ISTE 2019Creative
Constructor Lab
Leadership Summit
No Fear
Coding Lab
Edtech Advocacy &
Policy Summit

Introducing Scratch 3.0: The New Standard for Creating With Code

Location: W196c

Listen and learn

Listen and learn : Lecture

Tuesday, June 26, 11:45 am–12:45 pm
Location: W196c

Champika Fernando   Mitchel Resnick   Natalie Rusk  
Leaders from the MIT Scratch Team will introduce Scratch 3.0, the next generation of the world's largest coding platform for kids. Learn how new Scratch collaborations with Google, LEGO, micro:bit and others are opening new possibilities for all students to express themselves creatively through coding.

Skill level: Beginner
Attendee devices: Devices useful
Attendee device specification: Laptop: Chromebook, Mac, PC
Tablet: Android, iOS, Windows
Focus: Digital age teaching & learning
Topic: Computer science and computational thinking
Grade level: PK-12
Subject area: STEM/STEAM, Computer science
ISTE Standards: For Students:
Computational Thinker
  • Students break problems into component parts, extract key information, and develop descriptive models to understand complex systems or facilitate problem-solving.
Creative Communicator
  • Students create original works or responsibly repurpose or remix digital resources into new creations.
  • Students publish or present content that customizes the message and medium for their intended audiences.
Additional detail: Session recorded for video-on-demand, Session will be simulcast live

Proposal summary

Purpose & objective

Since its launch in 2007, Scratch has become the world's largest coding platform for kids, used by millions of students around the world. In this presentation, the MIT Scratch Team will introduce a new generation of Scratch, called Scratch 3.0 (to be launched in summer 2018). The presentation will highlight examples of how Scratch 3.0 can be integrated into project-based activities across the curriculum. Participants will learn how they can apply the expanded capabilities of Scratch 3.0 to open new opportunities for a diverse range of students to express themselves creatively and develop as computational thinkers.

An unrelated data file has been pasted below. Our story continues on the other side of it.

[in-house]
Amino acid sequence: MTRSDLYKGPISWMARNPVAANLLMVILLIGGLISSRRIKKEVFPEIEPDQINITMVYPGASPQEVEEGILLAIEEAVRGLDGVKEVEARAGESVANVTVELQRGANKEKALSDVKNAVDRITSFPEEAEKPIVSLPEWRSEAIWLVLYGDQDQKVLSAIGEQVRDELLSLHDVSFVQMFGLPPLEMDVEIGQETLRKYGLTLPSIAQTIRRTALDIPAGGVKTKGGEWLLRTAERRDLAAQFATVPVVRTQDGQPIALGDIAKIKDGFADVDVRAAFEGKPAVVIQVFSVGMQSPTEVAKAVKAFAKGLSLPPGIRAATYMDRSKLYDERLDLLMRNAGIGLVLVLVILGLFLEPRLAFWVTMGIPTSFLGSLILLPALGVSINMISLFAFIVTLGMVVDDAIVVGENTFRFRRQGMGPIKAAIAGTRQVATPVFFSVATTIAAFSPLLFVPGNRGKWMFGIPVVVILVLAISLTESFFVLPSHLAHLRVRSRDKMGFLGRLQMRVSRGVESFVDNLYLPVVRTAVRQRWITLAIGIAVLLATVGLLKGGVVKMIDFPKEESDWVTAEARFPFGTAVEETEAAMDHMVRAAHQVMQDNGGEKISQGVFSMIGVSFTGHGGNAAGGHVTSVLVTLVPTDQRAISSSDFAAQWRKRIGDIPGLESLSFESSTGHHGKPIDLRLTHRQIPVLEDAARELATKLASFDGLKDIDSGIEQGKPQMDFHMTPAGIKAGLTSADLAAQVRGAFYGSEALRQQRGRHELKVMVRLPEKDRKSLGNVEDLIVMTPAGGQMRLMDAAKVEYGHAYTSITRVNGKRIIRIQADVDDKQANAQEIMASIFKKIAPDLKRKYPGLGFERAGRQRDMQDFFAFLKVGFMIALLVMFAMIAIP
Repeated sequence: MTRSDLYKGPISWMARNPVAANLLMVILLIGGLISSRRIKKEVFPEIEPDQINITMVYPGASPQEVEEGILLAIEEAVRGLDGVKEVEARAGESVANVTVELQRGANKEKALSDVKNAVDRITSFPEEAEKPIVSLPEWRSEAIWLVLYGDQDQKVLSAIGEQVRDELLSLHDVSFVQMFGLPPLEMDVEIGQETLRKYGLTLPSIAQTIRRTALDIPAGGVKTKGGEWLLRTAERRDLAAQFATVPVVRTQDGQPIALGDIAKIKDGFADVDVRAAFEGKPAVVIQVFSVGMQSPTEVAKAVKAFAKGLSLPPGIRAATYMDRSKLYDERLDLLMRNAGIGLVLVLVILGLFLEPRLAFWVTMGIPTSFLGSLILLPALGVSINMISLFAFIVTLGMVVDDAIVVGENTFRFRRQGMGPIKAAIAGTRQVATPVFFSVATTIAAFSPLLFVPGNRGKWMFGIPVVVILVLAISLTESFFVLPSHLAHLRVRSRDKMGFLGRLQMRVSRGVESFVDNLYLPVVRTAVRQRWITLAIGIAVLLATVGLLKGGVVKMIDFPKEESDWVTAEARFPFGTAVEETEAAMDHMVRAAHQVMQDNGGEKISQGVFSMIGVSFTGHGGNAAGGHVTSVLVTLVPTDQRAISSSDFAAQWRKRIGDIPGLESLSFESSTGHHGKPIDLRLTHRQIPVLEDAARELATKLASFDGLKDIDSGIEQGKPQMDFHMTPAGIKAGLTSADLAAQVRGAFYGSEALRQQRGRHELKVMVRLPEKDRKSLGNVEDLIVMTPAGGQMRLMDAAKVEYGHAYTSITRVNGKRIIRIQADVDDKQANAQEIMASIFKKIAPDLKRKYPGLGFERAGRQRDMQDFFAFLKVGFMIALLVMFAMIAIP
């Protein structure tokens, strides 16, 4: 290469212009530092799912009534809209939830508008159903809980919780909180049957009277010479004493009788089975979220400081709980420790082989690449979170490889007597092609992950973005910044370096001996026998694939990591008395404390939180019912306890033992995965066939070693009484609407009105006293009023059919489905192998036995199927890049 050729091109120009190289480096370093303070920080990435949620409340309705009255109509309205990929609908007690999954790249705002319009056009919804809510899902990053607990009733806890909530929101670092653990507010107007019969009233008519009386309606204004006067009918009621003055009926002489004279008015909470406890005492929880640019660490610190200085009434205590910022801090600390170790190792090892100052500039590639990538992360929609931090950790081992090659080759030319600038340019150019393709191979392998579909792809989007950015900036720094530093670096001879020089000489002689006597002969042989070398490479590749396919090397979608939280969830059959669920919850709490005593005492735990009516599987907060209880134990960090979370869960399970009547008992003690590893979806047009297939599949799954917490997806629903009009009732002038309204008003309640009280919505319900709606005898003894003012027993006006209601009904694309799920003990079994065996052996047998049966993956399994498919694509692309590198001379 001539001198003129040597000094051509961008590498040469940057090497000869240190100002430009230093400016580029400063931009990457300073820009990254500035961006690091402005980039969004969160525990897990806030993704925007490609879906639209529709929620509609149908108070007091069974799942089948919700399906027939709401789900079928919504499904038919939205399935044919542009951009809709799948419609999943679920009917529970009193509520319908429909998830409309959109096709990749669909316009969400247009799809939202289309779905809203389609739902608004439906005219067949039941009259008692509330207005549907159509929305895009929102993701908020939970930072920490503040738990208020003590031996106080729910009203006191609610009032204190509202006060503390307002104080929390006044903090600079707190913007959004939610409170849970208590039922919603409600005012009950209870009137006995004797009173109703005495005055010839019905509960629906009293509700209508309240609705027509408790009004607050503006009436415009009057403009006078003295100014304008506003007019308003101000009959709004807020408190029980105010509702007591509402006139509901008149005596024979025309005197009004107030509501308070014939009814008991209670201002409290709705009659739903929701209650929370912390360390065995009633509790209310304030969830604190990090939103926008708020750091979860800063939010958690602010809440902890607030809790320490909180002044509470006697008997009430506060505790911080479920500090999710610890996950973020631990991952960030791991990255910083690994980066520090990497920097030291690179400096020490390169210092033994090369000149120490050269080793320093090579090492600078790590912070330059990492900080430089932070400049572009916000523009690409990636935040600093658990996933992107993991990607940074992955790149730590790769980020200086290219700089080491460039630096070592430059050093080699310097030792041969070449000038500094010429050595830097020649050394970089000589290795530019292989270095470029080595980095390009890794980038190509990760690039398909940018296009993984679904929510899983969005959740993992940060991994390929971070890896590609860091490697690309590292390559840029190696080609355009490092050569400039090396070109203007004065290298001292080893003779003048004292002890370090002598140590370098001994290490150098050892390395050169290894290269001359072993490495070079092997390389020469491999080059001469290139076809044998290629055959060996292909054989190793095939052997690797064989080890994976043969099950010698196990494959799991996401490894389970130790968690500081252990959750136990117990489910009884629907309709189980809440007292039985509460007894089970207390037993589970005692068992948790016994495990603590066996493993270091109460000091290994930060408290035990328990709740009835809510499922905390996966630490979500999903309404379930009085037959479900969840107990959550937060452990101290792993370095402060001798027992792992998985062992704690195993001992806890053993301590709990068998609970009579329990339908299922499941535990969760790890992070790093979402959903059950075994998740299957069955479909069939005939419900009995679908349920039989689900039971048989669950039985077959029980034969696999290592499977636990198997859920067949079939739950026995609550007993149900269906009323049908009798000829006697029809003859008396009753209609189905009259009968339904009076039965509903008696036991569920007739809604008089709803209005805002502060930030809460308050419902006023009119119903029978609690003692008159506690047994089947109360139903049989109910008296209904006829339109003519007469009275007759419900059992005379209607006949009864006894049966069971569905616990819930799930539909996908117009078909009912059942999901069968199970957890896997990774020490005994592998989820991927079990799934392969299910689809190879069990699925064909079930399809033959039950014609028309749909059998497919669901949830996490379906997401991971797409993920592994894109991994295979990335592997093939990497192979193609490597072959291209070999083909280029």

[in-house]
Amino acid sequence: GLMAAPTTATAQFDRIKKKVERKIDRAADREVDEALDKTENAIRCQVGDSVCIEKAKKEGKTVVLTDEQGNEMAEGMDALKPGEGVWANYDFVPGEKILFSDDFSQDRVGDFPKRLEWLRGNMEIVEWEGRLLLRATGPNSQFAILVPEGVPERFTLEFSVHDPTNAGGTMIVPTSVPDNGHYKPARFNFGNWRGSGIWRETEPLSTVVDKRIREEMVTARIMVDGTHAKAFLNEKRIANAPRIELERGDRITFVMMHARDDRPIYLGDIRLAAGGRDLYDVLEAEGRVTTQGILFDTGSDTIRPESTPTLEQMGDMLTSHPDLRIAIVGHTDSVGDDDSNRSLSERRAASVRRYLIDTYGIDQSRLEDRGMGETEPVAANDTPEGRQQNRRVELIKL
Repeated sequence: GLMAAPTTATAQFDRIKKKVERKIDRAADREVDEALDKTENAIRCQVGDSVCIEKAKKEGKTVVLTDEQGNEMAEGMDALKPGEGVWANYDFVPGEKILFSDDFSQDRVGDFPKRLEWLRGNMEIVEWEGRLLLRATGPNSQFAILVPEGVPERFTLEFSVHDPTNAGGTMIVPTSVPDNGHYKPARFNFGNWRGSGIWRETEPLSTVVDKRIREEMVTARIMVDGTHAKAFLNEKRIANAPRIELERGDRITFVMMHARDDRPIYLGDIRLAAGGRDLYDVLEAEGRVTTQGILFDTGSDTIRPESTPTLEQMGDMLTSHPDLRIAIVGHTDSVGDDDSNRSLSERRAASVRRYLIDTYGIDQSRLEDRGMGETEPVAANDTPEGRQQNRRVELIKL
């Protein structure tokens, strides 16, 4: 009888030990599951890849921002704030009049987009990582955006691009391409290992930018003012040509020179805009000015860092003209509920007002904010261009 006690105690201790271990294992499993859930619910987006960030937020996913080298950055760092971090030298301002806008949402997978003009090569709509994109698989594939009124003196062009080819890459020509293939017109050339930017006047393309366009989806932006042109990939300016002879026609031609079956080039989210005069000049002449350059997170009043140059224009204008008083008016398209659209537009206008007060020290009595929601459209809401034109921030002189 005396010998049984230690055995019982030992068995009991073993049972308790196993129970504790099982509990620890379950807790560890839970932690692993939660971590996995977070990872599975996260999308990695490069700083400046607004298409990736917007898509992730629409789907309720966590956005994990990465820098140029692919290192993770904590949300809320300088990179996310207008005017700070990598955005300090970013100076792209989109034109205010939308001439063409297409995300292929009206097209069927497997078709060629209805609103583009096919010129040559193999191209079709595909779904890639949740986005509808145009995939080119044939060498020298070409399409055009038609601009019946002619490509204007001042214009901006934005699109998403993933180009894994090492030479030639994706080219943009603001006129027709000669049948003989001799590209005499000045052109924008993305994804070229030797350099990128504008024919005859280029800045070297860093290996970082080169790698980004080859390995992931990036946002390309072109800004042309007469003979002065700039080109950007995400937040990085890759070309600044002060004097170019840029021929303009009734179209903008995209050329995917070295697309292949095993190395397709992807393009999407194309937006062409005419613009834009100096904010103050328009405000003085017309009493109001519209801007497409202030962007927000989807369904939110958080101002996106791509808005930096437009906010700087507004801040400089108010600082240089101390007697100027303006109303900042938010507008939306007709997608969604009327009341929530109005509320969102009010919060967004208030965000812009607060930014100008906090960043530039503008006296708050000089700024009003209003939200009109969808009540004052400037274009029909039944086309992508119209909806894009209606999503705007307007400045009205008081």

Part 1 (10 minutes). How Scratch is already being used around the world, and the educational goals and motivations underlying the new generation of Scratch.

Part 2 (20 minutes). Demonstration of new capabilities of Scratch 3.0, such as speech recognition and interaction with physical devices.

Part 3 (15 minutes). Examples of how Scratch 3.0 can be used in project-based activities in classrooms, focusing on how Scratch 3.0 can support creative learning and computational thinking.

Part 4 (15 minutes). Q&A with members of the MIT Scratch Team.

Supporting research

Many of the ideas underlying this work are discussed in Mitchel Resnick's new book Lifelong Kindergarten (published by MIT Press in 2017). There are also many research papers examining how and what children learn as they create with Scratch. For some examples, see

More [+]


Champika Fernando, MIT Media Lab
Mitchel Resnick, MIT Media Lab
Natalie Rusk, MIT Media Lab

People also viewed

Breakouts and Escape Rooms as Authentic Assessments
Hacking Slides: Creative Non-Slideshow Uses of Google Slides
Supporting educators with the new Google Teacher Center